BOSTON — Seeing is believing, and the Angels are firmly convinced that what they saw during a 61-game stretch from May 22-July 31, when they went 39-22 to surge back into the American League West race, was real.
This was not a brief period when the Angels got hot, when starting pitchers suddenly hit their stride, relievers went into temporary lock-down mode and hitters morphed into the Big Red Machine.
This was an extended run of more than two months, when all phases of the game — starting pitching, relief, hitting, defense — clicked and the Angels were among the best teams in baseball.
Which is why, despite a horrendous August in which the pitching collapsed and the Angels have lost 13 of 18 to fall nine games back in the division and 4 1/2 games back in the wild-card race, they remain hopeful they can regain that confidence and dominance to make a playoff push.
"Sometimes we don't have faith, sometimes people don't have faith, because faith requires believing in something that you don't see," right fielder Torii Hunter said. "But the way we played in June and July, you saw it, you saw what we were capable of doing, so that gives me a belief that it's going to turn around for us … now."
There is no time to waste. There are 40 games left, beginning with Tuesday night's game here against the Boston Red Sox at Fenway Park, and while the division title is probably out of reach, a wild-card spot is not.
That would saddle the Angels with a one-game playoff to get into the division series, but considering this team's $159-million payroll and World Series expectations, that would be more palatable than the abject failure of missing the playoffs for a third straight season.
"Right now, this team is fighting for its life," said David Eckstein, the former Angels shortstop who was honored with the 2002 World Series champions Saturday.
"All these games are very big. They just have to find a way to get into the playoffs. With the second wild card, if they get in, they're going to be dangerous."
They will only get in if the pitching staff, especially a rotation that has nose-dived in August, rights itself.
Offense isn't the problem. The Angels, with Mike Trout and Albert Pujols leading the way, hit .285 and averaged 5.3 runs a game from May 22-July 31.
The August numbers — .281 average, 5.2 runs a game — remain strong.
But the pitchers have flopped, beginning with an Aug. 1 debacle in which they blew a six-run, third-inning lead and gave up four runs in the bottom of the 10th inning of an 11-10 loss in Texas.
The Angels have a major league-worst 6.76 earned-run average in August, and opponents are hitting .290 against them. From May 22-July 31, the Angels had a 3.82 ERA and .253 average against.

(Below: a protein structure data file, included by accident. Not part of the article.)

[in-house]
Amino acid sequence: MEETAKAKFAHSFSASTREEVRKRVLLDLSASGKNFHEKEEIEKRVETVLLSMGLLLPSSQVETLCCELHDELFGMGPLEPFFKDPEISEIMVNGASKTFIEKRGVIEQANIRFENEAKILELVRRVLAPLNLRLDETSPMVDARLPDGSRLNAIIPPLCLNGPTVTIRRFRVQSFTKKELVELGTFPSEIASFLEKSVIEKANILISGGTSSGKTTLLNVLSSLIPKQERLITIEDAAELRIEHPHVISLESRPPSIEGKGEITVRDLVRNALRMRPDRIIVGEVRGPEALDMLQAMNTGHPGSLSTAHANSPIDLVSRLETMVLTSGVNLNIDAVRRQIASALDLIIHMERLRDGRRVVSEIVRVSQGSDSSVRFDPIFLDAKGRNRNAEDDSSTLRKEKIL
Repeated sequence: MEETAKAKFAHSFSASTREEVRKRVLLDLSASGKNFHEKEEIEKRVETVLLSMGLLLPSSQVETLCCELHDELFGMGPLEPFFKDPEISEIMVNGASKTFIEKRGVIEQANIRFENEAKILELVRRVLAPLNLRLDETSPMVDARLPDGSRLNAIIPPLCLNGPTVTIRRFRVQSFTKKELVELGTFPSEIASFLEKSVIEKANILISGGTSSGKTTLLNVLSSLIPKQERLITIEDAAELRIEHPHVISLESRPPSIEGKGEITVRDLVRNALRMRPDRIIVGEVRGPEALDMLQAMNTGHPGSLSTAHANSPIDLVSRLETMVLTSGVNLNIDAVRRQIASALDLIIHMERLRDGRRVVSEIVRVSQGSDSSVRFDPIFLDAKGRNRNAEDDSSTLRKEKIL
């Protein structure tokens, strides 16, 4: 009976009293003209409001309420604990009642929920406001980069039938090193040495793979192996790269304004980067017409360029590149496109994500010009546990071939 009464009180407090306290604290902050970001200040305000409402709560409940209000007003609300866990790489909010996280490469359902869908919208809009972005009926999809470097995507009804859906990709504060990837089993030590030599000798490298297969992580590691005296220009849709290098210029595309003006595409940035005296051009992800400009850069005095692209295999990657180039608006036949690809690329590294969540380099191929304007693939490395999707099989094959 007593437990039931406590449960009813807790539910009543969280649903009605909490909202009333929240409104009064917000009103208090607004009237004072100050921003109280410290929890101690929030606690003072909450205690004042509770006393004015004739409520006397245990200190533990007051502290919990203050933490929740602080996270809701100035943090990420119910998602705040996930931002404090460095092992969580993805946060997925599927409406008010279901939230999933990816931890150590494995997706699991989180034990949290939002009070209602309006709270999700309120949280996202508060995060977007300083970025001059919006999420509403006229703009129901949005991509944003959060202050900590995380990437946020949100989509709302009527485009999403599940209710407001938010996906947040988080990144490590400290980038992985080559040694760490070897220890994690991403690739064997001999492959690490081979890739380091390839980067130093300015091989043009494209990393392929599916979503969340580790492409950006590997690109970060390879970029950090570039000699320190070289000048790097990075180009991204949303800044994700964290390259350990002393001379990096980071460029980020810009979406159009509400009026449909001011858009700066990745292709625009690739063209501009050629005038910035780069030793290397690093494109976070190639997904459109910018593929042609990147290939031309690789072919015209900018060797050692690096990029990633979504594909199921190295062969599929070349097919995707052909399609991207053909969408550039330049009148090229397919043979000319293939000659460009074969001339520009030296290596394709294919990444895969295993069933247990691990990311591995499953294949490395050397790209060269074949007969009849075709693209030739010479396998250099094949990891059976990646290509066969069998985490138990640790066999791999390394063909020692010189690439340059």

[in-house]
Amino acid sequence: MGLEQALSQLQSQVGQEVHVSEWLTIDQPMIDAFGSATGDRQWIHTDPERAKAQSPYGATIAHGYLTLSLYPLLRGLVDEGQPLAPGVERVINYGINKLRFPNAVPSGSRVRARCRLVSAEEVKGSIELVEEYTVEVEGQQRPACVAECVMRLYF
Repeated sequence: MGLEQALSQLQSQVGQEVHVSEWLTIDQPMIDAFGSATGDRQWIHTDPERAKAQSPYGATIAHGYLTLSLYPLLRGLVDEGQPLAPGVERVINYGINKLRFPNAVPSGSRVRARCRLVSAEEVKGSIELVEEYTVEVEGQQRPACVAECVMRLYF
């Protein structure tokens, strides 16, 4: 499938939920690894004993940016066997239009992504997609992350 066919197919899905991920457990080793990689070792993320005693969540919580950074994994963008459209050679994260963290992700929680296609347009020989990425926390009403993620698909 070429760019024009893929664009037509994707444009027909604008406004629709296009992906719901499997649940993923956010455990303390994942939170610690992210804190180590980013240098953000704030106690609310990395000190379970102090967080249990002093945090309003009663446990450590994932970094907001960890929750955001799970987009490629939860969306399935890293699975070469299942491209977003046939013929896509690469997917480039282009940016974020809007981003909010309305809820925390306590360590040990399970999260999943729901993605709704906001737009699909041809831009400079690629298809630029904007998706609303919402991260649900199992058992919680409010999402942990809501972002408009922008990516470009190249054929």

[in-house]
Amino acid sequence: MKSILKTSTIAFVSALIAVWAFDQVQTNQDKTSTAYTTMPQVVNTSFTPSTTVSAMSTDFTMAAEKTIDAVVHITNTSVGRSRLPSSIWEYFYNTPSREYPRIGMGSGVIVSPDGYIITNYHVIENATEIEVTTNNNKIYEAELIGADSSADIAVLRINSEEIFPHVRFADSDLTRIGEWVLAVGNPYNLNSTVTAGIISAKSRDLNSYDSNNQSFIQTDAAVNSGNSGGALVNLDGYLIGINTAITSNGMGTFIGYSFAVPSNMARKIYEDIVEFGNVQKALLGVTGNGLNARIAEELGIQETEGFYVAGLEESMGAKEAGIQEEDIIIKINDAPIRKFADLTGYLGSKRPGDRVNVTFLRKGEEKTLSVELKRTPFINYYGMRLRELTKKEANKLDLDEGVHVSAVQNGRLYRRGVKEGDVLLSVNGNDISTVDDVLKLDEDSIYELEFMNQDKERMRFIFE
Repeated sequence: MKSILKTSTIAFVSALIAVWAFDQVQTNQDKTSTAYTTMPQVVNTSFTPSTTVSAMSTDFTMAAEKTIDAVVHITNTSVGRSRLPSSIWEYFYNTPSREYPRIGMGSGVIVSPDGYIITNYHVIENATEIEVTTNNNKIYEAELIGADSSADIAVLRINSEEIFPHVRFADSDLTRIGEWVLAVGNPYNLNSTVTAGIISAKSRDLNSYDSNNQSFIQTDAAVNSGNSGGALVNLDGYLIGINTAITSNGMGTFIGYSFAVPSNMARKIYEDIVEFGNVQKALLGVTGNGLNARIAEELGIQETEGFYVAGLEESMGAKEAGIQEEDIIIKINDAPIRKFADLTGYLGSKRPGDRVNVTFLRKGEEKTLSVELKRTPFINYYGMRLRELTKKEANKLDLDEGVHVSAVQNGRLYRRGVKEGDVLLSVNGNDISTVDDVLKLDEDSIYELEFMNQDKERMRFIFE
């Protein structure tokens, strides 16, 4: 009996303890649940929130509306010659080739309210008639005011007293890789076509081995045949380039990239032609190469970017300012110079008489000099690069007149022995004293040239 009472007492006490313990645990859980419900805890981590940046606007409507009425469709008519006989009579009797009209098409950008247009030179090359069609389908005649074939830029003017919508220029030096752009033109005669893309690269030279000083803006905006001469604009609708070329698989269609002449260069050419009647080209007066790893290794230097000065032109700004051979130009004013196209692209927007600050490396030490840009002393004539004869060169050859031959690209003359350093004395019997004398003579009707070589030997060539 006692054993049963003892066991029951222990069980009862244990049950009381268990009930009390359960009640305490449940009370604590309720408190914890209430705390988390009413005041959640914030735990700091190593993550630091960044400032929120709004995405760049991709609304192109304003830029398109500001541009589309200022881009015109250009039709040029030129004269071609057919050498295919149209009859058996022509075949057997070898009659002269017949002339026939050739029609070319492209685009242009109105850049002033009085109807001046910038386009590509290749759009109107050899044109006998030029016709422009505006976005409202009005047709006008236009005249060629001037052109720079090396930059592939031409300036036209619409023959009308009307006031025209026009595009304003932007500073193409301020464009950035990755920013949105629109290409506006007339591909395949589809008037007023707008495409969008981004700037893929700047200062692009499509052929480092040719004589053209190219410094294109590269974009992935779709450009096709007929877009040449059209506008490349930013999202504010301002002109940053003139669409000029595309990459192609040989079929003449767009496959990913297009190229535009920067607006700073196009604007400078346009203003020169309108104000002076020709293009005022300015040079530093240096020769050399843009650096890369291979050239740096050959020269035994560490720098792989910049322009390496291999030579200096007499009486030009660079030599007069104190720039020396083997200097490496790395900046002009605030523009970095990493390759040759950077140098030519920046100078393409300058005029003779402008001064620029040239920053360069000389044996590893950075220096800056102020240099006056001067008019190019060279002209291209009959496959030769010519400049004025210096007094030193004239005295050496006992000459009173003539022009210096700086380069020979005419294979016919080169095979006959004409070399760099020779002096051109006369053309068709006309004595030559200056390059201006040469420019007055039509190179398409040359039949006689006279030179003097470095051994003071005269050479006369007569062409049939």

A rotation many thought would be the best in baseball has gone 3-7 with a 6.53 ERA this month, giving up 75 runs and 22 homers in 103 1/3 innings.
While the Angels were being swept in a four-game series by Tampa Bay, Jered Weaver gave up a career-high nine earned runs Friday, C.J. Wilson coughed up seven runs of an eight-run lead Saturday and Zack Greinke was tagged for six runs in six innings Sunday.
There is hope for a bullpen that was torched for 32 earned runs in 27 1/3 innings, five losses and four blown saves on the last 10-game trip to Texas, Chicago and Oakland.
Veteran left-hander Scott Downs and hard-throwing right-hander Jordan Walden returned from injuries over the weekend, and Walden looked sharp, his fastball hitting 97 mph while striking out three of the four Sunday.
But the rotation isn't changing. The starters need to pitch a lot better, or the Angels are doomed.
"We have some good pitchers who are not performing to their capabilities," Manager Mike Scioscia said. "It's our job to get them to play to their potential, and right now, we're not getting it out of some players."
Weaver's last start could be an aberration. He was 15-2 with a 2.22 ERA before getting shellacked by the Rays. But Wilson, signed to a five-year, $77.5-million deal, is 0-5 with a 5.70 ERA in 10 starts since his last win on June 26, and Greinke, acquired from Milwaukee on July 27, is 1-2 with a 6.19 ERA in five starts.
Ervin Santana has righted himself after an awful July, pitching well enough for the Angels to win his last four starts. But Dan Haren, slowed by lower-back stiffness, was tagged for 10 earned runs in seven innings of his last two starts and was skipped in the rotation this week.
"The inability to command counts has been the fly in the ointment for our starters," Scioscia said. "If you can't get to some of your put-away pitches, you're always trying to get back into counts, and hitters are going to get better looks at you."
The pitching struggles have put the burden on the offense. Four times this month, the Angels scored eight runs or more in a game and lost.
"I think our pitching is going to be there when we need it, and I truly expect us to go on a tear," outfielder Mark Trumbo said. "Maybe today, maybe tomorrow, but I feel we're going to get on a hot streak and start playing like we were around the All-Star break."
The schedule is manageable. The Angels have 22 games against teams with winning records and 18 against teams with losing records, 19 at home, 21 on the road.
"Everyone understands the situation we're in," Trumbo said. "This is no time to be taking things lightly. It's crunch time. This is when you really hone in and leave the individual numbers behind and play for the aspirations of the postseason."